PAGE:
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February 7, 2006
Service Catalogs and SOA
By Boris Pevzner
Recently, I’ve been getting a lot of questions on how the IT Service Catalog relates to SOA… after all, “IT Service Management” and “Service Oriented Architecture” frameworks both talk about “services” – so they must be related, right?
Well, sort of. Since SOA is a methodology that encourages software standardization and reuse, it is clearly aligned in spirit with “IT productization” and IT Service Management. Thus it makes sense that both have “service catalogs” at the very core of their respective frameworks. However, the current state of the art in the industry is that these two service catalog concepts are largely disjoint. The following is a summary of the parallels and differences between them.
- IT Service Catalog deals with business-facing IT services at the very top of the IT stack.
- Key goal: Repeatable delivery of IT services to business users (captures process IP)
- Example services: Onboarding and offboarding of employees, providing application hosting and managed storage services, providing managed access to key business critical applications, etc.
- Metadata in the Catalog: The service description metadata for such services is mostly business-focused, with attributes such as service features, cost and price models, service level objectives, etc.
- SOA Service Catalog (aka Service Registry), on the other hand, deals with application services (provided by reusable software components) that are typically found further down around the middle (though not at the bottom!) of the IT stack (example: updating a loan application is an SOA service, updating a record in a database isn’t).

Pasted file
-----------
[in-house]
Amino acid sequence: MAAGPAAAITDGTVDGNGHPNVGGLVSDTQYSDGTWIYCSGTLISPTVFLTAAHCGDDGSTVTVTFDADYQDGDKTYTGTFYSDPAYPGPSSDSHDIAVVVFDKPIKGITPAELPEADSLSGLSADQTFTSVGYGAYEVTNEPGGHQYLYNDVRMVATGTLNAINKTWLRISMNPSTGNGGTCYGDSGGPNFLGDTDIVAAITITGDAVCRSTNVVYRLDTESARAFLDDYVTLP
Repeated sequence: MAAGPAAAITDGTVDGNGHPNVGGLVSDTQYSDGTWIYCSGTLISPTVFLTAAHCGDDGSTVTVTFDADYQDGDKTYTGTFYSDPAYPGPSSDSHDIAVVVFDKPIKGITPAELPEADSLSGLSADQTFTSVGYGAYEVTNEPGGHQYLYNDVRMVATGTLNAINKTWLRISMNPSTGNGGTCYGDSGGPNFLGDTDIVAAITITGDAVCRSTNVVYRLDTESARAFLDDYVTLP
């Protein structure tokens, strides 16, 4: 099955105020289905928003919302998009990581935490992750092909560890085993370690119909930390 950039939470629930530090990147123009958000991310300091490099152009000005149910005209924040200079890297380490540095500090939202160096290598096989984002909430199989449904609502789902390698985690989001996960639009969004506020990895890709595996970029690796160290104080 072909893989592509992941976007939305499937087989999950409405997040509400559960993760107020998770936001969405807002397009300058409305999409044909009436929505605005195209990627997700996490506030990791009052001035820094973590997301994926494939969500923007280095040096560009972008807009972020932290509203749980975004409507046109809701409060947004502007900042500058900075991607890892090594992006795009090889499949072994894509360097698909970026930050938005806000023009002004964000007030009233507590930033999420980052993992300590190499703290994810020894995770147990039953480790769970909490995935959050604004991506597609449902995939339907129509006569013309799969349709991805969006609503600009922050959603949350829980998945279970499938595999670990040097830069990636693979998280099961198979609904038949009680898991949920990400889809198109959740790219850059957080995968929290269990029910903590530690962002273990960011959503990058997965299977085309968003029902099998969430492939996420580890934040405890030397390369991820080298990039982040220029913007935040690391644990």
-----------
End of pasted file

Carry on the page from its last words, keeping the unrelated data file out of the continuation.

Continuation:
- Key goal: Reusability of the company's software assets (captures software IP)
- Example services: Authentication, customer profile management, order fulfillment, and other pieces of functionality reusable across multiple business applications. Generally, an SOA “service” is a function that is well-defined, self-contained, and does not depend on the context or state of other services. The SOA Service Catalog is the registry of such reusable services.
- Metadata in the Catalog: The service description metadata typically kept in the SOA Service Catalog contains elements needed to assemble these reusable components into business applications.
While what is contained inside the IT and SOA service catalogs is quite different, the processes for how they are managed have quite a bit on common:
- In both cases, one needs to manage the entire lifecycle of the services, from their creation to change to retirement… this means that service versioning must be accommodated by the supporting service catalog management tools.
- Since both service catalogs are hierarchical, the management tools need to support relationships to allow inheritance and bundling of lower-level component services into higher-level business services.
- From the service design “best practices” point of view, in both cases, one really needs to start with the high-level definitions of what the services ought to be in order to satisfy the business need, before worrying about the implementation details.
Recently, I noticed that some of our larger and more mature clients (particularly in the Financial Services sector) have begun trying to bridge these two service catalog “domains” by developing comprehensive service hierarchies (and the associated metadata models) that span software component services, infrastructure services, and business services. The main justification for this is the compliance requirements (such as SOX), which require the ability to perform accurate business impact analysis (“How will an incident or a change to the underlying software or infrastructure components affect the business service?”).
This convergence is still quite far away, however. For now, IT Service Catalogs remain only tangentially related to SOA in most Global 1000 implementation.
Posted on February 7, 2006 | Permalink
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Posted by: Rupande Mehta | Mar 30, 2006 4:12:37 PM
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